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Electoral Register: Local Government

Volume 488: debated on Wednesday 25 February 2009

To ask the Secretary of State for Justice (1) what assessment he has made of trends in the annual expenditure of local authority electoral registration officers over the last 10 years; (257464)

(2) if he will assess the merits of ring-fencing funds allocated to local government for registration of voters.

As my hon. Friend, the Parliamentary Under-Secretary of State for Justice (Bridget Prentice) explained in answer to a similar question from the hon. Gentleman on 24 June 2008, Official Report, column 241W there are no current plans to ring-fence funding for electoral registration activities. Funding is included in the local authority formula grant issued by central Government. Once these funds are allocated, decisions on how it is utilised are a matter for the local authorities concerned. There is also a parallel protocol which states that unless there is an exceptional reason to do so, money provided to local authorities for discharging their statutory responsibilities should not be ‘ring-fenced’.

There has been no assessment of the trends in the annual expenditure of local authority electoral registration officers over the past 10 years. However, as part of its work in developing Performance Standards for electoral services, the Electoral Commission launched its financial information survey across Great Britain on 10 September 2007. Electoral Registration Officers and Returning Officers were asked to complete the survey and return it by 31 July 2008. The Commission is currently analysing this information in conjunction with CIPFA (the Chartered Institute of Public Finance Accountants) and will publish results in due course.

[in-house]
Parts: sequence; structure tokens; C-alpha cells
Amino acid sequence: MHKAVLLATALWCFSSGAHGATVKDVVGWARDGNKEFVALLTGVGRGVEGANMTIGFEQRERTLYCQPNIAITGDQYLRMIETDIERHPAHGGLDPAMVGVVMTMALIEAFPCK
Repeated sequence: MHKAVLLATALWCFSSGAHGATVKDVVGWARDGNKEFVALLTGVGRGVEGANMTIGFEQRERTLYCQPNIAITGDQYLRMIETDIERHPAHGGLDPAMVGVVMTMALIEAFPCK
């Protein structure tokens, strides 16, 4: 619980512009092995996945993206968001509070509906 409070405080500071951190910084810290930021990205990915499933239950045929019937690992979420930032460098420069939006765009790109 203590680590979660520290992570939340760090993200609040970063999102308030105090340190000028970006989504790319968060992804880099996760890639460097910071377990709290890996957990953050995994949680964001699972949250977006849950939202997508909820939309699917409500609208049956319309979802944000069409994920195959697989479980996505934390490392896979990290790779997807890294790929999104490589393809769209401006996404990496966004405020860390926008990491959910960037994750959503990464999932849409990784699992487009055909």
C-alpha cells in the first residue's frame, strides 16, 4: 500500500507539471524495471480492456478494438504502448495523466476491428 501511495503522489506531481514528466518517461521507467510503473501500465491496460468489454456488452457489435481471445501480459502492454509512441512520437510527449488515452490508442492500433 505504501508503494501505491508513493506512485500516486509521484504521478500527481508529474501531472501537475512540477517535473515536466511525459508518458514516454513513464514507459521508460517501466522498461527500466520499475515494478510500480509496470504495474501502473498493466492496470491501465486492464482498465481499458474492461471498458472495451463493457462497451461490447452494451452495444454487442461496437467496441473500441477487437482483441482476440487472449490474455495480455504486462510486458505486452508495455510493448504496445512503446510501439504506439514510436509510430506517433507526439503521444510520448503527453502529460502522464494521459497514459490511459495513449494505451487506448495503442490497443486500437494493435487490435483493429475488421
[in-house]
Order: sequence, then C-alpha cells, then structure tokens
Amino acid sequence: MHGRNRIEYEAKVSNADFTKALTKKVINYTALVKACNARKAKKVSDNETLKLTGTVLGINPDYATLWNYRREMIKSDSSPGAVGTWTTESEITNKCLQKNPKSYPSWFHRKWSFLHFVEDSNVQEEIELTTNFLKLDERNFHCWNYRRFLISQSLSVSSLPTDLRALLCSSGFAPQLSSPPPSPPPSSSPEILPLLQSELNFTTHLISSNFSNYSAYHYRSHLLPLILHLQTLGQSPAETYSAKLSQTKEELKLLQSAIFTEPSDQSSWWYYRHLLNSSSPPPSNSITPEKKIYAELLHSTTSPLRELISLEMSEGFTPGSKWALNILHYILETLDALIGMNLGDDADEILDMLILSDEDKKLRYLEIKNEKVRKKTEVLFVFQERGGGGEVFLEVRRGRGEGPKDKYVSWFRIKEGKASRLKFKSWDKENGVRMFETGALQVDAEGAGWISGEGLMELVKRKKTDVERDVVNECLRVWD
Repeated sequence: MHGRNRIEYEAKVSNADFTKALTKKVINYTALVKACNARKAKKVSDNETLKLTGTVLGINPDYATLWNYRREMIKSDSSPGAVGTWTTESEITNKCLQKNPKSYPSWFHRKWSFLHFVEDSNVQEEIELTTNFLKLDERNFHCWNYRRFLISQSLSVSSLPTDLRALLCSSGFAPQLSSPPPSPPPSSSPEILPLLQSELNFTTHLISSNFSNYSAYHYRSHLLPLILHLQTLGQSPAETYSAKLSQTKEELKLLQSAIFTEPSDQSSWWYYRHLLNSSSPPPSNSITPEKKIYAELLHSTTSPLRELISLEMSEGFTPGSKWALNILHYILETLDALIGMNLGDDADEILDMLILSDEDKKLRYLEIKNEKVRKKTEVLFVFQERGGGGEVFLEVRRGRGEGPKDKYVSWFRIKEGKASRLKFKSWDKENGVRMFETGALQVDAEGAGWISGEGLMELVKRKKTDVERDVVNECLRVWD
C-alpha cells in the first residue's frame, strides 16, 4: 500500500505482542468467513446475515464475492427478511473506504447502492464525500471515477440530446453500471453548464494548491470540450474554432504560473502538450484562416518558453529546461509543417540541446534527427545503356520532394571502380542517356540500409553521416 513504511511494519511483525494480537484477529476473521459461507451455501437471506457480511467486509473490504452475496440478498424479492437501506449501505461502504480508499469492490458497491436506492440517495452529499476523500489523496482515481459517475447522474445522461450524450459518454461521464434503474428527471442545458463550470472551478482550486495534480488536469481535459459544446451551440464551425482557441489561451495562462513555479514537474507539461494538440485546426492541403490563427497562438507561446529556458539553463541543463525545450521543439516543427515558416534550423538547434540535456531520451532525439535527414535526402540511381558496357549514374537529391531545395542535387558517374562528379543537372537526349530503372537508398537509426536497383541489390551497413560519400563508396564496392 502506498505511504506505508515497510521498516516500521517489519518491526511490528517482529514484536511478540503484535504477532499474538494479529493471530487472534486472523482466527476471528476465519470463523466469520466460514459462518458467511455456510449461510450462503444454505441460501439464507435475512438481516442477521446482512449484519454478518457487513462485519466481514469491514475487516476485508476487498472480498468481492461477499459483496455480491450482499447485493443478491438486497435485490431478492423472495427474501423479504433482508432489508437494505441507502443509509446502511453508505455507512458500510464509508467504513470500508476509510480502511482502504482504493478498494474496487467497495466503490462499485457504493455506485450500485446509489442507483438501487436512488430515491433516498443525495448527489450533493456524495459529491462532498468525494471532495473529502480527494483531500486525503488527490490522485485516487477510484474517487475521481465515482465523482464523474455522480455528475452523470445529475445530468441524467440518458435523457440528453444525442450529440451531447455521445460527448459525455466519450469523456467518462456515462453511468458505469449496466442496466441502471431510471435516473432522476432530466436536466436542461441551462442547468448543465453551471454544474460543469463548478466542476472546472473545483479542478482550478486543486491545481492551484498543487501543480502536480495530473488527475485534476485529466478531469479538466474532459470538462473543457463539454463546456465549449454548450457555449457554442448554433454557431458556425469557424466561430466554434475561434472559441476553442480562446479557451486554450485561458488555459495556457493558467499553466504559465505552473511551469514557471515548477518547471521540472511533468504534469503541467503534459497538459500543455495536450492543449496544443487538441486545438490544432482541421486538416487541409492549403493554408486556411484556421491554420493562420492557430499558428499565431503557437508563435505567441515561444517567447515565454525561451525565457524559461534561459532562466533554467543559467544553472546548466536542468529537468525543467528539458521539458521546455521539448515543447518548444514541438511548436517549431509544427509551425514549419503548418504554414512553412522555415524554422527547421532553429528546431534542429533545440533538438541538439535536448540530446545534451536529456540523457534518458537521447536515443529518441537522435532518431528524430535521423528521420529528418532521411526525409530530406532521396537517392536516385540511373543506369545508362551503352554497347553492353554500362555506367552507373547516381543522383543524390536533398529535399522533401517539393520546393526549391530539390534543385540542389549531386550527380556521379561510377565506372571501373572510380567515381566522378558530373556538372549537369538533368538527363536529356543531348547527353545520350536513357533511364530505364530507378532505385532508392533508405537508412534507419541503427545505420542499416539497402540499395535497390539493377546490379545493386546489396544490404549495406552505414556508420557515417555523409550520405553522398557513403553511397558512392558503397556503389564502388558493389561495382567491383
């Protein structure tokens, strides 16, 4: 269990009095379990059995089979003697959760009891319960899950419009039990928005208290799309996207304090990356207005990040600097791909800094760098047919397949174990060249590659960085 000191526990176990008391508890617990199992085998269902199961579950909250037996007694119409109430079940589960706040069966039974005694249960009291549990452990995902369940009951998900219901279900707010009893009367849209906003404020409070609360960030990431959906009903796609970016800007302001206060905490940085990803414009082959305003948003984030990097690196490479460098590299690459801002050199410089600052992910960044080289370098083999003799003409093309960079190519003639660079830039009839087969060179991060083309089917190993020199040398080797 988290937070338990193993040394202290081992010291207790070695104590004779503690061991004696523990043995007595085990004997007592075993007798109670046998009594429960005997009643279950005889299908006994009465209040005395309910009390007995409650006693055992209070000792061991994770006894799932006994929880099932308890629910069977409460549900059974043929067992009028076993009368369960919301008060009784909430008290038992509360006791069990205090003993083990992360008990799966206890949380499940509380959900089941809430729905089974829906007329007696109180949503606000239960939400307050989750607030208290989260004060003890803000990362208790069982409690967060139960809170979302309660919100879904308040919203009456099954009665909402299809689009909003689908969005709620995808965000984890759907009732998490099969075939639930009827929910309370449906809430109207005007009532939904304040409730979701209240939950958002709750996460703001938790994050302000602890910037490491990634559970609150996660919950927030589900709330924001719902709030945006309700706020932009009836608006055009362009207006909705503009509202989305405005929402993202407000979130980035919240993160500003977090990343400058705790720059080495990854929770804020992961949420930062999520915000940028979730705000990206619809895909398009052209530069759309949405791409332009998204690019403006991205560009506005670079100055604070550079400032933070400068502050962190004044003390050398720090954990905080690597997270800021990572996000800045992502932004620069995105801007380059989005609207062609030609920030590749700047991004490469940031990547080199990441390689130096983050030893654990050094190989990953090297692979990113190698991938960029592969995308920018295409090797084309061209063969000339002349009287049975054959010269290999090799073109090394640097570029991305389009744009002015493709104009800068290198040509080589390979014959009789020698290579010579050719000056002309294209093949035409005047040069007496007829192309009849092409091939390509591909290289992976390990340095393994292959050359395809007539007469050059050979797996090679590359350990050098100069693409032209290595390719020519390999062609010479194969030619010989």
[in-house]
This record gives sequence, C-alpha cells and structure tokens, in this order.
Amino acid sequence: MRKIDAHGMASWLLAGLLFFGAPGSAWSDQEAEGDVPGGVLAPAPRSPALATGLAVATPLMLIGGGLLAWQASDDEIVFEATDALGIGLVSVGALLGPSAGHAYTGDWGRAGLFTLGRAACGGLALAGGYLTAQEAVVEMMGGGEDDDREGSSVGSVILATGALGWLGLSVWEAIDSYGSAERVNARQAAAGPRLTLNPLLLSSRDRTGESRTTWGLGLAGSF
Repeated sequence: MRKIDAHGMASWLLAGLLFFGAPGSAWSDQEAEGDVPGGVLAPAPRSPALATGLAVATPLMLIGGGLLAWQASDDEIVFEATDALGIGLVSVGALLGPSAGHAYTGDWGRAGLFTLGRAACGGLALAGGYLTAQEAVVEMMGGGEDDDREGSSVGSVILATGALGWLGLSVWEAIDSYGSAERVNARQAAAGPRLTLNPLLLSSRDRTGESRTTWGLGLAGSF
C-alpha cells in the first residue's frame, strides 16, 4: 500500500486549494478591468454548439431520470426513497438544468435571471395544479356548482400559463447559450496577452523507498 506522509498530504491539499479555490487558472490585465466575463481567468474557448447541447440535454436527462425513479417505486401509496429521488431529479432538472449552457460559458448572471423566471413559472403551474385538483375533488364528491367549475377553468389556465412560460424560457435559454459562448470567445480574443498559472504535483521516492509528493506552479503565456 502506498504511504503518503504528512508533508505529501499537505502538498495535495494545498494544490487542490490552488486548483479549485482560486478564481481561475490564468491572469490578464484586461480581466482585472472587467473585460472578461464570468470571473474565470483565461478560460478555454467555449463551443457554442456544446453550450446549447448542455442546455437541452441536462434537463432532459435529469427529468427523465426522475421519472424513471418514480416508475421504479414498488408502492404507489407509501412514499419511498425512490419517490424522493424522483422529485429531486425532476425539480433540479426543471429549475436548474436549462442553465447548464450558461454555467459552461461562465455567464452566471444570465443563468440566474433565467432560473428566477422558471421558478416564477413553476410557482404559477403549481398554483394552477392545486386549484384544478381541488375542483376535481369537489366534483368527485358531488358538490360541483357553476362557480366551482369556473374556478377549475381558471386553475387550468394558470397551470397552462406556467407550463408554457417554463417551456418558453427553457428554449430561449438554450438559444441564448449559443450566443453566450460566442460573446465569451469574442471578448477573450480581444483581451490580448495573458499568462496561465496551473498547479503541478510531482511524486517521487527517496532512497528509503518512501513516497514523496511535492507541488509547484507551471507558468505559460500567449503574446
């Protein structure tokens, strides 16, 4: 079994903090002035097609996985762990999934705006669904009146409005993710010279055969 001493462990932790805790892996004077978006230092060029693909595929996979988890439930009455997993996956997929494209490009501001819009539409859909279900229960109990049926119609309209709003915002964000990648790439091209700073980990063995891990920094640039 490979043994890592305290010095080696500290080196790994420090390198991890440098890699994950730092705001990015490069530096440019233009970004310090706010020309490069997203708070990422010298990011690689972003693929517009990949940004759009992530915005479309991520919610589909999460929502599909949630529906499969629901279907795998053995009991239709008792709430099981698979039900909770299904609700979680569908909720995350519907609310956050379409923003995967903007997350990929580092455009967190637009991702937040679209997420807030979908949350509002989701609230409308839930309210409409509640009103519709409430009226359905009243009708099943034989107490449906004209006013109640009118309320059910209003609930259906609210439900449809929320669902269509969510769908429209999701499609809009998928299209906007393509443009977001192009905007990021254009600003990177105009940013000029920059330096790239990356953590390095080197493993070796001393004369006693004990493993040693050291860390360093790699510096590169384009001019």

To ask the Secretary of State for Justice (1) what assessment he has made of the adequacy of funding of local authority registration officers in relation to their objectives to increase voter registration; what assessment he has made of the relationship between additional funding and increased voter registration; and if he will make a statement; (257709)

(2) how much of the funding allocated to local authorities for registration for elections taking place in 2008-09 has been spent on voter registration.

As my hon. Friend, the Parliamentary Under-Secretary of State for Justice (Bridget Prentice) explained in answer to this question from the hon. Gentleman on 24 June 2008, Official Report, column 242W, as part of the development of the Electoral Administration Act 2006, which included a new duty to undertake work to ensure all eligible people were registered to vote, a need for additional resources was identified. Monies were made available to support this work as part of the funding provided for the implementation of the Act.

Section 67 of the Electoral Administration Act 2006 allows the Electoral Commission to set and monitor performance standards for electoral services. As part of its work in developing performance standards for electoral services, the Commission launched its financial information survey across Great Britain on 10 September 2007. Electoral registration officers and returning officers were asked to complete the survey and return it by 31 July 2008. The Commission is currently analysing this information in conjunction with CIPFA (the Chartered Institute of Public Finance Accountants) and will publish results in due course. It will be for the Commission to decide whether it wishes to collect and publish financial information in relation 2008-09.